[Kate McClure] was a motorist on Interstate 95 in Philadelphia who found herself stuck on an off-ramp, scared and out of gas.[Johnny Bobbitt] was a homeless veteran who told her to lock her doors, then spent his last $20 to bring her a canister of fuel.Later she sought to repay the favor, first with cereal bars and warm socks and spare dollars, then with a GoFundMe campaign to raise money so the good Samaritan would not have to sleep under a bridge...They hoped the GoFundMe would raise $10,000... In a few months, the campaign had raised more than $400,000 from nearly 14,000 donors...Instead of a house, McClure and [her partner] D’Amico got Bobbitt a camper, which they kept in their names and parked on land owned by D’Amico’s family, according to news reports. They bought him a television, a laptop and two cellphones, food and clothing — and a used SUV that was soon broken-down and idle. What he didn’t get, though, was any type of ownership over the money raised on his behalf...McClure is a receptionist for the New Jersey Department of Transportation and D’Amico is a carpenter, according to the Philadelphia Inquirer. But suddenly she had a new BMW, and the couple was taking vacations to Florida and California and Las Vegas...The money that came to Bobbitt couldn’t stop his addiction. He went through two unsuccessful stints in rehab that brought him no closer to being sober...If Bobbitt’s claims are true, it would be the biggest case of GoFundMe fraud or mismanagement seen by GoFraudMe, a whistleblower organization, according to Adrienne Gonzalez, the site’s publisher.Some of the hucksters are serial scammers who start dozens or hundreds of bogus campaigns in a day, said Gonzalez. Others fake diseases, figuring no one will demand evidence of, say, a recent cancer diagnosis.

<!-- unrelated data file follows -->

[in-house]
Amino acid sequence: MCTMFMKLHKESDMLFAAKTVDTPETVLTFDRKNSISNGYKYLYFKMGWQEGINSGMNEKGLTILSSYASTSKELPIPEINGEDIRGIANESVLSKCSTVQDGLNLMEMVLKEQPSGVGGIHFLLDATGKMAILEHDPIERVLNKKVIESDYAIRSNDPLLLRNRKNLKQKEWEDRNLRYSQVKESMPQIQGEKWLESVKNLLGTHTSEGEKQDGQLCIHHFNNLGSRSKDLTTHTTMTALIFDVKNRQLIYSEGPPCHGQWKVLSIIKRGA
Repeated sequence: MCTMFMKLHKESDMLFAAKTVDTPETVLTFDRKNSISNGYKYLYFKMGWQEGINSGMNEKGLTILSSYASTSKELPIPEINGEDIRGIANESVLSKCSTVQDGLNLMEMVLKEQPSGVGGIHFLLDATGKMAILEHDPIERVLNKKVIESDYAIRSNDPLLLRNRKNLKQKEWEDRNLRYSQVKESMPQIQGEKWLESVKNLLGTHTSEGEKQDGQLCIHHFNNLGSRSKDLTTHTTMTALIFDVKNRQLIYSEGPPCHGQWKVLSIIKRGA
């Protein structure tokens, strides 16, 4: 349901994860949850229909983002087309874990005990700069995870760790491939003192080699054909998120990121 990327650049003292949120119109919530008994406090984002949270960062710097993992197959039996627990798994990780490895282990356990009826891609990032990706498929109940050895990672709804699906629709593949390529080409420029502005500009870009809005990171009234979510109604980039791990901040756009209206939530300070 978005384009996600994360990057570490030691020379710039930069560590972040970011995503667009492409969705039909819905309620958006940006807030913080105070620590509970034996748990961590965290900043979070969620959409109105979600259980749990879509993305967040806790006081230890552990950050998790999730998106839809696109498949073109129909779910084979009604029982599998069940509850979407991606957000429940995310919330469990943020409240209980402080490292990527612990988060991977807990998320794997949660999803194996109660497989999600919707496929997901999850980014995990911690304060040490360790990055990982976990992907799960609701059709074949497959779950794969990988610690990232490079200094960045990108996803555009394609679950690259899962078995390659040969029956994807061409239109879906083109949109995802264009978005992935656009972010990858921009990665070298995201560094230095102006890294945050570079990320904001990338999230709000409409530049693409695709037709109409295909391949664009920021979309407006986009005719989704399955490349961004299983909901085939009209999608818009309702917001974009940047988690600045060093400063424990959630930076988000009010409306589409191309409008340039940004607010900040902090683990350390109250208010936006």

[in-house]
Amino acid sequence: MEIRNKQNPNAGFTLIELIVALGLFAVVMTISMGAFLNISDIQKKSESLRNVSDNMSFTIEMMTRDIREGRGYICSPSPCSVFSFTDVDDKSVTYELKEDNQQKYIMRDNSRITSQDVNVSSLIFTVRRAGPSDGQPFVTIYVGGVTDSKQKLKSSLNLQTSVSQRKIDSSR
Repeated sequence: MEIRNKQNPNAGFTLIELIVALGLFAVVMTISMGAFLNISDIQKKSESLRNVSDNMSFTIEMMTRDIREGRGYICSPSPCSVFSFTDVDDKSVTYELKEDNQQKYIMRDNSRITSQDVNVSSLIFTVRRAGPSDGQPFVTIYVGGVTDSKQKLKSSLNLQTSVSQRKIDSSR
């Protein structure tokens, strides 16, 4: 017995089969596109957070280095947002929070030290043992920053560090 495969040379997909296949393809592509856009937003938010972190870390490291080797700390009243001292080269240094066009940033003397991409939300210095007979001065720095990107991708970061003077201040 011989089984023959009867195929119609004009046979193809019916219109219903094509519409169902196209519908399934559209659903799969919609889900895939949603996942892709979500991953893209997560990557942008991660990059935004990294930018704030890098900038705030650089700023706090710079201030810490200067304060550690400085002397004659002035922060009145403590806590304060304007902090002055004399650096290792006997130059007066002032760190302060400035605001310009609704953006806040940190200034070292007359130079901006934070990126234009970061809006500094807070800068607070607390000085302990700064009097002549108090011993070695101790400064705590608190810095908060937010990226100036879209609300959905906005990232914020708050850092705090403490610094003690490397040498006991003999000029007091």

More details at the Washington Post.